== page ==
LEXINGTON, Mass.—A team of researchers has made an encouraging discovery for patients with facioscapulohumeral muscular dystrophy (FSHD), one of the most common muscle-wasting diseases: several dozen compounds that could hold promise as future treatments.
The work focused largely on a protein known as DUX4, which is a primary suspect as the cause of FSHD. While the protein is usually suppressed in adult muscles, it is active in FSHD, which causes cells to become more vulnerable to a range of chemical insults and to begin dying. The scientists, led by Dr. Michael Kyba of the University of Minnesota, engineered mouse myoblasts—immature muscle cells—that would express DUX4 under the control of a genetic switch, which could be triggered by adding doxycycline, an antibiotic, to the Petri dish. Drugs were then added to the cultured myoblasts to see if any were capable of rescuing the damaged cells.
All told, the scientists tested thousands of compounds, including 1,120 off-patent drugs approved by the U.S. Food and Drug Administration and 43,000 other chemicals. Once the team eliminated false positives and selected for compounds that displayed favorable chemical properties, they ended up with 52 potential candidates.
“Remarkably, two-thirds of our hits are compounds that protect cells from oxidative stress. Although we need to be cautious extrapolating from cells in a dish to human patients, I am enthusiastic about testing whether protecting cells from oxidative stress is beneficial in FSHD,” said Kyba in a news release about the findings.
“We were very, very fortunate to get support from the FSH Society in the form of a postdoctoral fellowship back in the dark ages when nobody else was funding research on DUX4,” he added.
“This is the first published high-throughput drug screening study for FSHD,” said June Kinoshita, executive director of the FSH Society, which helped fund the study. “Years of investment in basic research to understand the genetic mechanism of the disease and to develop cell-based assays have made it possible to carry out this efficient strategy to identify drug candidates.”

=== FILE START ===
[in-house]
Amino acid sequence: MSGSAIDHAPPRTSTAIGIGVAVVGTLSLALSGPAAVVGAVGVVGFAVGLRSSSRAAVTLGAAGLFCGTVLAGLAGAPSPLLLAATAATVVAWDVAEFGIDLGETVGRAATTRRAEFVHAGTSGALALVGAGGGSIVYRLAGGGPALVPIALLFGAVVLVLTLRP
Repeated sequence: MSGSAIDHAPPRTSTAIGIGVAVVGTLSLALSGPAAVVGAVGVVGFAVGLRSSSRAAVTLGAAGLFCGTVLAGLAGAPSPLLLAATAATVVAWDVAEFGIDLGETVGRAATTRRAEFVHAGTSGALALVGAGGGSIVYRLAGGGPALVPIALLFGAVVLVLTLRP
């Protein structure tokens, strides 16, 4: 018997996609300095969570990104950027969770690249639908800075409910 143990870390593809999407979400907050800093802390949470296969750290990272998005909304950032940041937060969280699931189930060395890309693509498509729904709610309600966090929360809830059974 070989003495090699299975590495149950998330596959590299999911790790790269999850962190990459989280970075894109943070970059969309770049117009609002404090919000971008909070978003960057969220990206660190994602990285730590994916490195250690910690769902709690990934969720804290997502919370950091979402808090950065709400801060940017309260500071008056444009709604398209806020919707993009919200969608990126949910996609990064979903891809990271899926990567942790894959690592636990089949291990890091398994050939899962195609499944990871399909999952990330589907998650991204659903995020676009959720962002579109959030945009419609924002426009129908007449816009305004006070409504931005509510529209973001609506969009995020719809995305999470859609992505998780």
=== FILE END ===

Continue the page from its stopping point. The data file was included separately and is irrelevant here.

FSHD is characterized by the facial, shoulder and upper arm muscles being prone to degeneration, though the disease can also affect the lower abdomen and legs. More than 500,000 people worldwide are afflicted with FSHD. The disease is genetic, though 30 percent of FSHD cases are seen in families that display no previous history. No drugs exist that treat FSHD at its source, says Kinoshita, who explains that the best option for patients currently is symptomatic relief, via physical therapy or pain medication.
Though FSHD is one of the most common muscular dystrophies, Kinoshita tells DDNews that historically it has received very little research funding until about 20 years ago, when the FSH Society was founded. “As a result of the advocacy work of the FSH Society, we were able to get Congress to allocate NIH funding for all of the muscular dystrophies, including FSHD, and that’s what has made the difference,” she adds.
“The role of patient advocacy organizations is absolutely critical,” Kinoshita affirms. “Without them there would not be research on many of the rare diseases.”
“Many scientists think DUX4 is the cause of FSHD, while others think the story is more complex, but there is a consensus that DUX4 is an important player. This is a small field but it has had huge accomplishments. Since the genetic mechanism was identified in 2010, there has been an explosion of research on anti-DUX4 therapies and also on other drug targets around the DUX4 regulatory pathways,” she says. Kyba’s work looked promising to the FSH Society given his development of a cell line for screening drugs as well as “a relevant assay that could look at drugs for toxicity.”
Moving forward, further research is in the works to elucidate the mechanism behind the compounds’ anti-DUX4 activity, which will help to determine how DUX4 causes FSHD as well as which of the 52 promising compounds has the most potential.
The study, “High-throughput screening identifies inhibitors of DUX4-induced myoblast toxicity,” appeared Feb. 1 in the journal Skeletal Muscle. Additional funding for the work came from National Institutes of Health, the Dr. Bob and Jean Smith Foundation, Friends of FSH Research, the FSHD Global Research Foundation and the Muscular Dystrophy Association.